Tony Blair on Faith and Globalization

So if you are a student at Yale this semester you can take a course with Former British Prime Minister Tony Blair. Now it isn’t that uncommon for former politicians to teach university courses, but it is unusual for the rest of us to be able to virtually sit in these courses. Here is the YouTube clip of Blair’s first lecture. It starts about 20 minutes into the clip, after a long introduction by Miroslav Volf.

So, what to make of Blair’s course? The topics are interesting and are exactly those topics which concern many anthropologists: faith, globalization, identity, etc. (Blair recently “came out” as a Catholic.) Unfortunately, I can’t imagine any student staying awake in this class. Neither Volf nor Blair seems to have much to say about these topics except for vague platitudes. I thought that watching this would give me an opportunity to say something interesting and/or critical about Blair’s take on these topics from an anthropological point of view – but I honestly didn’t hear anything worth commenting on. He sees globalization as a force which “opens up” society and religious faith as capable of either aiding or hindering that opening up … depending (not quite sure on what).

I almost deleted this post, but then I thought it might be worth posting it to see if anyone has anything more insightful to say about it than I do. And who knows, maybe the course will get more interesting later on…

4 thoughts on “Tony Blair on Faith and Globalization

  1. LOL: “We can break down faith to three parts when we describe it objectively in our world.”

    Wow, Blair’s portion was so bad it could have been spoken by Sarah Palin. I do think, however, that Volf looked like he had something to contribute, but held himself back to remain in the background to Blair’s high-profile rep.

    All in all, a hilarious 39 minutes.

  2. I don’t know what it is with politicians, in general, but most don’t seem to have anything new or insightful to say. I think the political process is much at fault. For the most part, politicians are legislators-pushing bills through to make new laws, and the intricacies of gaining support and modifying legislation to appeal to a wide body consumes so much of their energies. Platitudes (bites, etc, that play well to the base)are the end result. We are having a federal election in Canada at this moment, and not one of the parties is coming up with anything new, interesting, or sends a ruch of blood through your veins. It’s all aimed at targeted audiences, and hopefully (from a party’s point of view)shredding the opposing parties votes. If you ever listen to past politicians talk (Mulroney, Chretien in Canada) all you get is insights into political manouvering, polls and strategies for parilmentary debates. So I’m not too surprised by Blair’s sort of blandness of globalization etc; however, I would be interested in what Blair has to say on how to make the political process work in terms of globalization etc.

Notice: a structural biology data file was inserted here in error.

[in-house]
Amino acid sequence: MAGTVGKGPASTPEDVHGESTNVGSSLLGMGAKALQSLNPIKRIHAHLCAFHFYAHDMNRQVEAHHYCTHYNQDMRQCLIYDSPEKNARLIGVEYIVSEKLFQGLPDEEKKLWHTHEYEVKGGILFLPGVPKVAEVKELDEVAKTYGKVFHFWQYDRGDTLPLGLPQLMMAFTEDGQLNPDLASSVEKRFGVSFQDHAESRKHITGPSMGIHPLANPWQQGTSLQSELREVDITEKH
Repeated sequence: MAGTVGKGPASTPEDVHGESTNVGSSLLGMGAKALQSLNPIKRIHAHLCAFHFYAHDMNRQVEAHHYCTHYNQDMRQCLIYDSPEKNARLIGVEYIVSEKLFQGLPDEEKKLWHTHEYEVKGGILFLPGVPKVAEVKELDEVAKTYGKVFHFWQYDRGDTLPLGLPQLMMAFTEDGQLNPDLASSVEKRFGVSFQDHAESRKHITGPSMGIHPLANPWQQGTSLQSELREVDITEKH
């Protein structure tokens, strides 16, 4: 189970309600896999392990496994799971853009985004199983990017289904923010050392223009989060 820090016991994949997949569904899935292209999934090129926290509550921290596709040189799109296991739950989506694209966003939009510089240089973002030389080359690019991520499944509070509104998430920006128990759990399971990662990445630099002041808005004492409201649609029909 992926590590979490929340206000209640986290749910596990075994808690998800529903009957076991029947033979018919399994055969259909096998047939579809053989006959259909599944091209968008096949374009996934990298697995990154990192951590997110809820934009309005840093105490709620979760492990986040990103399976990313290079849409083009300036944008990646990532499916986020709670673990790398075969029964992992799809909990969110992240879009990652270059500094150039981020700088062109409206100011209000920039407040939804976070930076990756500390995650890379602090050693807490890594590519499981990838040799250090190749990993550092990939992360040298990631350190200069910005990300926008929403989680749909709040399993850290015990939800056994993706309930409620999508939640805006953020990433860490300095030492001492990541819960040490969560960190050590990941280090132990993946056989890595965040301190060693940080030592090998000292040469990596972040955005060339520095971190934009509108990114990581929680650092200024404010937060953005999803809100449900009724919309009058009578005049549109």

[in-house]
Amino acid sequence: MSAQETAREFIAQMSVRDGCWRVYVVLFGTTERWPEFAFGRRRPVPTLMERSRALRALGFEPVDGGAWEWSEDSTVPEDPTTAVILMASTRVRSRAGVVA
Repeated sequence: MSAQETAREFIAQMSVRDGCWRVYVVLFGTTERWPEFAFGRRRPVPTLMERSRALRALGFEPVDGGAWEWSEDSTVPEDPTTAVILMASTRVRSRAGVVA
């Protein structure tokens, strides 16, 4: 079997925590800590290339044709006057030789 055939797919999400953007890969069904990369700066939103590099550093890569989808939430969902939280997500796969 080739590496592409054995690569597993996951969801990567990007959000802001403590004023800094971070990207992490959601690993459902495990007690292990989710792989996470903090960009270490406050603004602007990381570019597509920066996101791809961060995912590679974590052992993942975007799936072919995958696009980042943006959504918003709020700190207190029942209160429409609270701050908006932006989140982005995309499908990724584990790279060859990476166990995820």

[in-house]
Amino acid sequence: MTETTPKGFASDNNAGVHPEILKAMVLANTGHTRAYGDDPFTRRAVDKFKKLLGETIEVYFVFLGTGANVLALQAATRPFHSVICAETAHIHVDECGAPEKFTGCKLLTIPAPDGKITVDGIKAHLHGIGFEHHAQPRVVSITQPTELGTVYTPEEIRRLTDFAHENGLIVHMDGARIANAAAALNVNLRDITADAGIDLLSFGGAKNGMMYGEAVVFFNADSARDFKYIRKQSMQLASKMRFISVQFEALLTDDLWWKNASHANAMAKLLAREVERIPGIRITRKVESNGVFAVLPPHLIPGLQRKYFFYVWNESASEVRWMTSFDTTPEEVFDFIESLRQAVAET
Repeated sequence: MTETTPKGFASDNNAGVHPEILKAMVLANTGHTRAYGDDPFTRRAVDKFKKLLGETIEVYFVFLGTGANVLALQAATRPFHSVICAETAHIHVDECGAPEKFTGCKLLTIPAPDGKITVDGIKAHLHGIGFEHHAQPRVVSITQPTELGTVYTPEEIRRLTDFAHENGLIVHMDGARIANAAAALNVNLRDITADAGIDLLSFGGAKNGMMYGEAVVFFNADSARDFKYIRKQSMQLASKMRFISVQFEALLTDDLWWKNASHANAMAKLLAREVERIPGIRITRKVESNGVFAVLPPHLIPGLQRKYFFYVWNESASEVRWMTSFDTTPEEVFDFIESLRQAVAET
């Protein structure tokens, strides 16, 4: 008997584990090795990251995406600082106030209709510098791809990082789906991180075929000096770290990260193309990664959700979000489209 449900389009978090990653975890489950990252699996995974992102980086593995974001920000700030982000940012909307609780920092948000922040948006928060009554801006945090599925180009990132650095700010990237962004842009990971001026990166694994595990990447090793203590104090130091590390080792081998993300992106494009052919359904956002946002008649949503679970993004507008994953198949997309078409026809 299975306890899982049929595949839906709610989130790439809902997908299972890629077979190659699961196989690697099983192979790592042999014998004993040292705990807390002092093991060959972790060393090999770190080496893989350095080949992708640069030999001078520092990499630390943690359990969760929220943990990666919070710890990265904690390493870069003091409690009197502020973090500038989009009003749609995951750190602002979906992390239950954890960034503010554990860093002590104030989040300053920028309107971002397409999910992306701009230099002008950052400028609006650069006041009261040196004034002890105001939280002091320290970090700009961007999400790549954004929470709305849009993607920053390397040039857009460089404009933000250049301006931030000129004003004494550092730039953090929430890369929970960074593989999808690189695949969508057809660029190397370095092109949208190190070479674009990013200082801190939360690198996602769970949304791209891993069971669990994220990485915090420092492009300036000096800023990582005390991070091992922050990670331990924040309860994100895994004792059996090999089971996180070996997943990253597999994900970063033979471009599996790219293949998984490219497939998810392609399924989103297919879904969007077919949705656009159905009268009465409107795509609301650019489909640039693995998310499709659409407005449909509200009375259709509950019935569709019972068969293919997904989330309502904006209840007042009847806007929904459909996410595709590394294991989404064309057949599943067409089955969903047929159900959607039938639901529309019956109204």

3. The course has been presented to Yale in a very top-down sort of way. For one thing, Blair clearly sees globalization as inevitable and religious dogma as a parochial force (therefore implicitly premodern, given the inevitability of globalization). The implied message to students is something like: only if you, young leaders, take it upon yourselves to engage in rational, moderate interfaith dialogue will our world move forward.

    I applied for the class on a whim, because I figured that a class for which they considered me qualified (my coursework has focused on globalization) might be a class worth taking. I didn’t get in and given the top-down, rationalistic bias of the course I’m sure that’s a good thing.

  4. I think the main thing this shows is that Universities like marketing gimmicks, which is what this is. The chances of Blair having something profound to say are about the same as my hens laying golden eggs – anybody who’d read a sample of his speeches, interviews, etc could have told you that. Sure, he’s done a lot to cause people from a particular religious group to feel alienated, and joined another religious group in an act of breathtaking double-facedness considering how contrary to the teaching of that religious group he ran during his time in office. So he himself is an interesting case study in ‘faith’ as it plays out on the global stage. But I can think of thousands of people better qualified to talk on this topic. Why are they not asked to give a lecture course, and Blair is? Because it’s a nice bit of publicity for Yale. I just hope that this came out of the advertising budget rather than the budget for teaching on the subjects of religion or globalisation.

Comments are closed.